The design philosophy of MSPPS is to maintain commonality with MCS to the extent possible realizing that the generation of real-time and climate products have much in common, as do the generation of products from different microwave instruments such as SSM/I, AMSU-A and AMSU-B.

MSPPS produces near real-time operational surface and precipitation products from the AMSU-A and AMSU-B instruments. The products are listed in Table 9.6.3-2.

Table 9.6.3-2. AMSU-A and -B Products.
Product AMSU-A AMSU-B
Antenna Temperatures (AT) X X
Total Precipitable Water (TPW) X  
Cloud Liquid Water (CLW) X  
Sea Ice Concentration X  
Surface Emissivity at 23.8 GHz X  
Surface Emissivity at 31.4 GHz X  
Surface Emissivity at 50.3 GHz X  
Surface (skin) Temperature X  
Snow Cover (Yes or No)   X
Rain Rate   X
Ice Water Path   X

Operational MSPPS includes three integrated subsystems:

  1. AMSU-A Orbital Products Generation (OPG);
  2. AMSU-B OPG; and
  3. AMSU-A/B Mapped Orbital Products (MOP).

AMSU-A OPG processing is initiated by converting the Level 1b* AMSU-A data (Level 1b* is a centralized database which contains the basic elements of the Level 1b and the associated supporting ancillary data) from IBM MVS to IEEE format; then antenna temperatures and geophysical products are computed and stored in HDF-EOS Swath files (with compression). The MSU-A OPG data are available on an orbital basis. An AMSU-A Snow Cover Product can be computed but is not currently being done since the AMSU-B product is available and improved with respect to the AMSU-A product. Likewise, the AMSU-A Rain Rate Product is not computed since the superior AMSU-B product is available. The AMSU-A products would be turned on for output if the AMSU-B processing stream fails. The AMSU-A Swath output is available as NPR.AAOP.

AMSU-B OPG processing first converts the AMSU-B Level 1b* data from IBM MVS to IEEE format, then computes the AMSU-B antenna temperatures (ATs), and stores the AMSU-B antenna temperatures and ancillary data in AMSU-B HDF-EOS Swath files (with compression). Then, the relevant AMSU-A ATs and geophysical products from the AMSU-A Swath file and the AMSU-B Swath file from the previous step are read; the AMSU-B geophysical products are computed and appended to AMSU-B HDF-EOS Swath files (with compression). The AMSU-B OPG data are available on an orbital basis. The AMSU-B Swath output is available as NPR.ABOP.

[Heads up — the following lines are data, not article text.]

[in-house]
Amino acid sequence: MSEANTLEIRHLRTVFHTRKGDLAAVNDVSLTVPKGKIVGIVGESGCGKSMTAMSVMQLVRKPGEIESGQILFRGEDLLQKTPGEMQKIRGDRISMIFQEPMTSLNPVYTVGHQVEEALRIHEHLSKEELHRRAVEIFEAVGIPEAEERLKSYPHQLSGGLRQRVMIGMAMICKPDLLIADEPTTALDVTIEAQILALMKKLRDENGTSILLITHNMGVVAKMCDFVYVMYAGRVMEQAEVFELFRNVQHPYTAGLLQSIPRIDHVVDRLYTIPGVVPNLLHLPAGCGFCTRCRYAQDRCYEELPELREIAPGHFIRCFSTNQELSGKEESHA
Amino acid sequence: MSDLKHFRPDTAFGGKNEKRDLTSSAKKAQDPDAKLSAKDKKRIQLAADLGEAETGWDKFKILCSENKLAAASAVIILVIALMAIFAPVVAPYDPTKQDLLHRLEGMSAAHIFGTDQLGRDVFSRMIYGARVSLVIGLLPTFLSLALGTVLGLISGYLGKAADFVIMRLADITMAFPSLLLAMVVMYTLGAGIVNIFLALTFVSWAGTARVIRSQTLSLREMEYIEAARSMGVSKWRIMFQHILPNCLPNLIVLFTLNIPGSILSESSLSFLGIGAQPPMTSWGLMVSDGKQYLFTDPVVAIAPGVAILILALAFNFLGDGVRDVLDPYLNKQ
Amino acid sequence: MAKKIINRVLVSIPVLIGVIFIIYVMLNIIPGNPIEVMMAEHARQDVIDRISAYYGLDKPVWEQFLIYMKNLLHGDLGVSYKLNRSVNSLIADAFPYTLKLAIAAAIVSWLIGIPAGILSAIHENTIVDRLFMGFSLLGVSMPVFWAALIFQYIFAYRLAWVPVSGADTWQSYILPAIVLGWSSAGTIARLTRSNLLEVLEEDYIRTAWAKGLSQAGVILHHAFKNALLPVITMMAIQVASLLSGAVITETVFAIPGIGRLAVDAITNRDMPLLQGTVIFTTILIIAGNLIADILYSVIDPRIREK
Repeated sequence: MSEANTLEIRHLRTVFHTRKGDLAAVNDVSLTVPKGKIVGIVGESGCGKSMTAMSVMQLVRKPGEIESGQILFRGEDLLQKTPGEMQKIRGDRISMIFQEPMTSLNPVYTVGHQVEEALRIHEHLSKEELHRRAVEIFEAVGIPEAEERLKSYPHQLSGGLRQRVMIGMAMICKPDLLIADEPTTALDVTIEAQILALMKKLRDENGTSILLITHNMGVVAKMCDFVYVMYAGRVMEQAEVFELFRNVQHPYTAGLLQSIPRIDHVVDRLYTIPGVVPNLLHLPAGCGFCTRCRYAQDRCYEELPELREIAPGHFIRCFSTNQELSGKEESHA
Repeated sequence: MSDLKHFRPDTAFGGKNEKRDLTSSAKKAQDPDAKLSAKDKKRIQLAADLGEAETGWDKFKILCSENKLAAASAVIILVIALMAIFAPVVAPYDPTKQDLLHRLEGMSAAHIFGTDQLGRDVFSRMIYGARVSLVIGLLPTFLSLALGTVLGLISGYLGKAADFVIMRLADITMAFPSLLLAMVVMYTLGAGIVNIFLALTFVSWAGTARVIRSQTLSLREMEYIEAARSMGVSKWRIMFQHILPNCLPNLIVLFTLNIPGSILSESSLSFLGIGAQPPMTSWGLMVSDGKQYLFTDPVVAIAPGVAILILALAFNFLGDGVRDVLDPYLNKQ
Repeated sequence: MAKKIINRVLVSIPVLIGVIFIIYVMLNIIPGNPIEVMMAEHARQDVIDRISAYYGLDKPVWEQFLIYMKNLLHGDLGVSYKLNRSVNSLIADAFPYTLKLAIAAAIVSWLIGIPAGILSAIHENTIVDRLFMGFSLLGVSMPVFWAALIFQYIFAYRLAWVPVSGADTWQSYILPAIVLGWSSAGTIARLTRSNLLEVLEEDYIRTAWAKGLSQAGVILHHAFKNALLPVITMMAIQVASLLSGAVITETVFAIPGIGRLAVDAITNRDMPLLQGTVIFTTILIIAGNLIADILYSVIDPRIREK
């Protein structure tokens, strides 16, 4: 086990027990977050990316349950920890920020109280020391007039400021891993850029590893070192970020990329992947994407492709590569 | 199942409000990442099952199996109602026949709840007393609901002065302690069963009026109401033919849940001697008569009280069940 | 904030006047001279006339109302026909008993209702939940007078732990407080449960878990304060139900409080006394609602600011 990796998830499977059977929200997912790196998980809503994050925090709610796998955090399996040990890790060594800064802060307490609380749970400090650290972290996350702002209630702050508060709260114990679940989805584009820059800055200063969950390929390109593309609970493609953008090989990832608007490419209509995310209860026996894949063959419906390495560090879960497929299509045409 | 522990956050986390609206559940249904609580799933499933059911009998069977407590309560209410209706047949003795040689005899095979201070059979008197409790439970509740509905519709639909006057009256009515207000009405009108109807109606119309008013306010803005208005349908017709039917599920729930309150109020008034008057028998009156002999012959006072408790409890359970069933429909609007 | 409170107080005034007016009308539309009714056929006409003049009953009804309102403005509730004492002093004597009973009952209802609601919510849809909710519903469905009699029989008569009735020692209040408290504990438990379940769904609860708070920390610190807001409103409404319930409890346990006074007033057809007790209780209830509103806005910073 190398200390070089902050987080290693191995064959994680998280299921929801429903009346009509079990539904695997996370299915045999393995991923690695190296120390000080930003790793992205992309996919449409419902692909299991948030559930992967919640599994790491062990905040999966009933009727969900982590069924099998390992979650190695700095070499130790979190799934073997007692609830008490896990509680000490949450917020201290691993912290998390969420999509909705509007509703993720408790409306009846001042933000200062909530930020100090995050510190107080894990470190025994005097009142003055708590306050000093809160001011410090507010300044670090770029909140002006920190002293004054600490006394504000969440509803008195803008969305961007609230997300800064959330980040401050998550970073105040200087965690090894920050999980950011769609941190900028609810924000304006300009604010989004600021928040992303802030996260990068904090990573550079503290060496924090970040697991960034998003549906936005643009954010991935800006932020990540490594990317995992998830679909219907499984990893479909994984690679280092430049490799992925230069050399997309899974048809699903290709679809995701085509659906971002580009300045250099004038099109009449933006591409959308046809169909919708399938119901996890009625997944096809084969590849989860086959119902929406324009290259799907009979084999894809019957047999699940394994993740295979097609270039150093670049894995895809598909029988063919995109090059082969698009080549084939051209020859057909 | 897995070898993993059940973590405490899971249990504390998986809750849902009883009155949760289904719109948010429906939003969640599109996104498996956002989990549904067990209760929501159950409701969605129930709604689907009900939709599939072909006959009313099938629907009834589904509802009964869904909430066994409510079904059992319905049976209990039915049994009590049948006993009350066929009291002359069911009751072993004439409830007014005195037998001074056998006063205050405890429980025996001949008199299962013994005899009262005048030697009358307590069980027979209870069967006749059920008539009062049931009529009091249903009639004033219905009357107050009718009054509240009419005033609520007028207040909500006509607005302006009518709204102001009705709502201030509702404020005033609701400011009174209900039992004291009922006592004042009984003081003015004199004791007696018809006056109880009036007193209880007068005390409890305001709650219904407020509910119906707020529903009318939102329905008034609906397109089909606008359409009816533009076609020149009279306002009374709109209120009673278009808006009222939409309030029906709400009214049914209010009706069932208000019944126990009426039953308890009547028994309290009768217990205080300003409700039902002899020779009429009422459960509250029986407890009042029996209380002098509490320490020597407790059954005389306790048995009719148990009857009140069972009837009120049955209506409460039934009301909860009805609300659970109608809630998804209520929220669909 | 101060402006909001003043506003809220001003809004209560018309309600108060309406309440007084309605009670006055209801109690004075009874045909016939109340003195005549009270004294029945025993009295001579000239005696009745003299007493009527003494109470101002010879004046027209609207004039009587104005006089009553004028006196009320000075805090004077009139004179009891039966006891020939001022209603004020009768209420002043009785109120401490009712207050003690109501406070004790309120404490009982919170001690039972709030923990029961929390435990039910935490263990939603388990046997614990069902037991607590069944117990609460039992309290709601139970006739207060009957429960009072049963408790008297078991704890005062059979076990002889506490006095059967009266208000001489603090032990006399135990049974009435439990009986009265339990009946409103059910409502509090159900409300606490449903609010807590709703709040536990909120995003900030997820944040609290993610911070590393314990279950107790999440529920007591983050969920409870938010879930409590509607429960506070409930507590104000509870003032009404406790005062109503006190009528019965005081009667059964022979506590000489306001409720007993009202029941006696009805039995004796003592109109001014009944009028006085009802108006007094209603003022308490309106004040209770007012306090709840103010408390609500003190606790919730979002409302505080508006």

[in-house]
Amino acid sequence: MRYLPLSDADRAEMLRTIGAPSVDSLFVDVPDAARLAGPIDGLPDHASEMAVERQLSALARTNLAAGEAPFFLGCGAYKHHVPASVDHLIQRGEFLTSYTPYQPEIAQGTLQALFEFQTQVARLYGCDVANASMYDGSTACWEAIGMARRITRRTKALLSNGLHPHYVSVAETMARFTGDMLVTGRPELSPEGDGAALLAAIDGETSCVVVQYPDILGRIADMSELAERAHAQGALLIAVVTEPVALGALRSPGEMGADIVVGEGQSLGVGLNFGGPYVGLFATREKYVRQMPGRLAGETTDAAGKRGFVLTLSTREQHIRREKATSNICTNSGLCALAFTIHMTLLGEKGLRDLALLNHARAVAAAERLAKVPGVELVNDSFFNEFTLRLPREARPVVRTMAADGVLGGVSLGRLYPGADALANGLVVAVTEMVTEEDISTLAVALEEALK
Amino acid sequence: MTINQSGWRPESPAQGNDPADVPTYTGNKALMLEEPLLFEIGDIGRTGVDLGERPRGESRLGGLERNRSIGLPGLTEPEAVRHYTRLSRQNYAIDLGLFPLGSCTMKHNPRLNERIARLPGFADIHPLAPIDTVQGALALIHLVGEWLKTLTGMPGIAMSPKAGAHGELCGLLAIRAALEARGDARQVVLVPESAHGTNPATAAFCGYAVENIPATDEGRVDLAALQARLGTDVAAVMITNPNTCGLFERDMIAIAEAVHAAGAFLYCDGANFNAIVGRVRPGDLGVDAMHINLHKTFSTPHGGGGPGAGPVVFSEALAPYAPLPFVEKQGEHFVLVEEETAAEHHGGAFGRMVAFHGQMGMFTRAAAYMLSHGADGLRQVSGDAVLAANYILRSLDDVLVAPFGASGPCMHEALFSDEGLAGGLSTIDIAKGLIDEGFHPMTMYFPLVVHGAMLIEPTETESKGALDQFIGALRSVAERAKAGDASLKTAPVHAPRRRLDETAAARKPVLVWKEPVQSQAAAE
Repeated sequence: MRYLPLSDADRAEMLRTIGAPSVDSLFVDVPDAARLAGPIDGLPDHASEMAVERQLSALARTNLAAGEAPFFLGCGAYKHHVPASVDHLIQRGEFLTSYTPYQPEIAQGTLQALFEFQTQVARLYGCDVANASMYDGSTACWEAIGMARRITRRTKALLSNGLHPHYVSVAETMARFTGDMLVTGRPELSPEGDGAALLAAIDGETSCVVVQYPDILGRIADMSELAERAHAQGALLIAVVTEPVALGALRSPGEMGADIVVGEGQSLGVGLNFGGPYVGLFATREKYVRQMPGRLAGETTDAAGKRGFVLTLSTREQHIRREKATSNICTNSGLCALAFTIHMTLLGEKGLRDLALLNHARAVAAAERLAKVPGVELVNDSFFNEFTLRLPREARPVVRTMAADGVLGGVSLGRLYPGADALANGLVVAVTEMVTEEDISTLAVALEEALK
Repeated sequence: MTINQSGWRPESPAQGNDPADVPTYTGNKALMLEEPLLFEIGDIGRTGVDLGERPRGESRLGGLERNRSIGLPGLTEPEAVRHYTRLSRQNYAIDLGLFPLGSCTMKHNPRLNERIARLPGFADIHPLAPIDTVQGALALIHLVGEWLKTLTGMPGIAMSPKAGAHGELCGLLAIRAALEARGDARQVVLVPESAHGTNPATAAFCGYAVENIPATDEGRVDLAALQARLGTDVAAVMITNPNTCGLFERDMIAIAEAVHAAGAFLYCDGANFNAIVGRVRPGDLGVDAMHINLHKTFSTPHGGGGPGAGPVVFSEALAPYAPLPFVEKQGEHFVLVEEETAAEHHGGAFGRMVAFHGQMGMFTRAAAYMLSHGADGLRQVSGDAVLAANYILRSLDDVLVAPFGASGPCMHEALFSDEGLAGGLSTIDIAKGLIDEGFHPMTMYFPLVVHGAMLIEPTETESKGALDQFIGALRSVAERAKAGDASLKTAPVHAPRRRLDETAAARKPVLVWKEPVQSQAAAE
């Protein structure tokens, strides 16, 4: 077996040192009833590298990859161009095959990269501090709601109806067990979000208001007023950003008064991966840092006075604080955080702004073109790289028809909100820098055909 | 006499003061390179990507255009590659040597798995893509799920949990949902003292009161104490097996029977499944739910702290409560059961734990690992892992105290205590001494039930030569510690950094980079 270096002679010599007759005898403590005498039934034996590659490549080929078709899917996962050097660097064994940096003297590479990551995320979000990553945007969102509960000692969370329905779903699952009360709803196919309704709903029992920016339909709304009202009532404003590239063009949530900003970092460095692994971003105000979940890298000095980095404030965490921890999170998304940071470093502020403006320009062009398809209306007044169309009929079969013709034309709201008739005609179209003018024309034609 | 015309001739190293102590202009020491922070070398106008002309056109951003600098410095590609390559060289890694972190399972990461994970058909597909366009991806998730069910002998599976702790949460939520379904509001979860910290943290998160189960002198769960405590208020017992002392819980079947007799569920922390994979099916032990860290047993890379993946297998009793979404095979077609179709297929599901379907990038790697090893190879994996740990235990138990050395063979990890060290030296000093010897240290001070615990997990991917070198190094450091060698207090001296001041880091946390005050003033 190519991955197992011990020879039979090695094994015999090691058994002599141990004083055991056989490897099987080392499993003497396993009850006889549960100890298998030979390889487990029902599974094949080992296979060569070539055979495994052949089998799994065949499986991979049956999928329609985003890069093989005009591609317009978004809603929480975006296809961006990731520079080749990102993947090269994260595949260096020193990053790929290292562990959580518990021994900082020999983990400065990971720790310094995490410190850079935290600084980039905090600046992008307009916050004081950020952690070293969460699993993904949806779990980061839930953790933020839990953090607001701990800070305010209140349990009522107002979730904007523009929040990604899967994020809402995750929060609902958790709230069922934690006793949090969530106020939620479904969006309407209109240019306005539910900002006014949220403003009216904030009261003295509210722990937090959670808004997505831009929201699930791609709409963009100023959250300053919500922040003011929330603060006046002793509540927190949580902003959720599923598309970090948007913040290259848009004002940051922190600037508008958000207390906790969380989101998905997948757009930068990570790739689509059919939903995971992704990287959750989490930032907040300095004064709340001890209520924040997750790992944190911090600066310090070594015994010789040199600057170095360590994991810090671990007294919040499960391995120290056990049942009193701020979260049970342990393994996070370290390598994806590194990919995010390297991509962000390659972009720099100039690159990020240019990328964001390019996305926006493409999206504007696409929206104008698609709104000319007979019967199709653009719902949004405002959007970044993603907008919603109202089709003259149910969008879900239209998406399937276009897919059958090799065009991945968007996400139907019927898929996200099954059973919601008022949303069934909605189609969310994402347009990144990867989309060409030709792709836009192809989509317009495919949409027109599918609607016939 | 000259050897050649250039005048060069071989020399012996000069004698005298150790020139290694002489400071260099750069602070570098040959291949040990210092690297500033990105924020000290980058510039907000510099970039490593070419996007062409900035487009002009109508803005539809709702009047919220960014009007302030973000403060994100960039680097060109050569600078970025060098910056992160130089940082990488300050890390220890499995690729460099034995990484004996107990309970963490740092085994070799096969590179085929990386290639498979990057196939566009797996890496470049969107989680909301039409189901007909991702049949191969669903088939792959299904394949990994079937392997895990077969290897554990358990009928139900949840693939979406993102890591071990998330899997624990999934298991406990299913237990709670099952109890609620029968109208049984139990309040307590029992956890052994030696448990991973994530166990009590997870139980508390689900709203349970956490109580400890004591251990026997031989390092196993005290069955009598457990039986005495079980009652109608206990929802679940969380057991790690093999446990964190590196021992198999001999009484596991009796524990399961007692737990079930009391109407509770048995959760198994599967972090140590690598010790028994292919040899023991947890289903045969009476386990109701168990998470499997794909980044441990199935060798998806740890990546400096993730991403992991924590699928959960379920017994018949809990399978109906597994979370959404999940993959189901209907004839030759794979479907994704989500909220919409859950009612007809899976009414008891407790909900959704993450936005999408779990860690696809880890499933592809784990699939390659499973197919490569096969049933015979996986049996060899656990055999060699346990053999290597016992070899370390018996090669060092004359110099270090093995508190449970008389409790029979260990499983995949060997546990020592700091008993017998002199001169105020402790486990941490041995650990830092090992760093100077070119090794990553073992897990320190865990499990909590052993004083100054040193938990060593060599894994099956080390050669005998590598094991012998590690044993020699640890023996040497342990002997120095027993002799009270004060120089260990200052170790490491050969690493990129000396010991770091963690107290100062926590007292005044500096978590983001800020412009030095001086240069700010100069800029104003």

AMSU-B MOP processing generates mapped geophysical products on an orbit-by-orbit basis. These mapped AMSU surface and precipitation products are written into a rotating file so that portions of the file are overwritten orbitally. In this manner, the MOP satisfies the requirements that necessitate the mapped products to be updated orbitally. The output from the AMSU-A OPG and the AMSU-B OPG serve as the input to the AMSU-B product mapping. Currently, sea-ice, snow and the rain rate products are written to a 1/16th-mesh Polar Stereographic (1024x1024) projection. For a complete description of the mapping algorithm see the NOAA Polar Orbiter Data User's Guide - Appendix A (URL: http://www.ncdc.noaa.gov/oa/pod-guide/ncdc/docs/klm/html/a/app-a.htm).

The rain rate was added to the MOP file on January 10, 2002. The snow and sea ice products are composited from descending orbital data only, while the rain rate is composited from both descending and ascending data. The AMSU-B MOP output files, NPR.ABMP, are in HDF-EOS Grid format (with compression).

As part of Product Validation on the Research System version of MSPPS, selected Mapped Daily Products (MDP) are created. The MSPPS has been extended to meet climate requirements, climate subsystems for Daily, Pentad, and Monthly product generation have been created. HDF-EOS was chosen as the standard output format for MSPPS for a variety of reasons. First, there are the inherent attributes of HDF-EOS forming the basis for its selection as the standard format for EOS. Some of these are: support for multiple data objects; coupling of geolocation with the data, resulting in subsetting capabilities; self defining (self documented); supports internal compression; portable; non-proprietary; and widespread use. Second, because of its widespread use and being a standard, an extremely large suite of tools for HDF-EOS and applications that support HDF-EOS are anticipated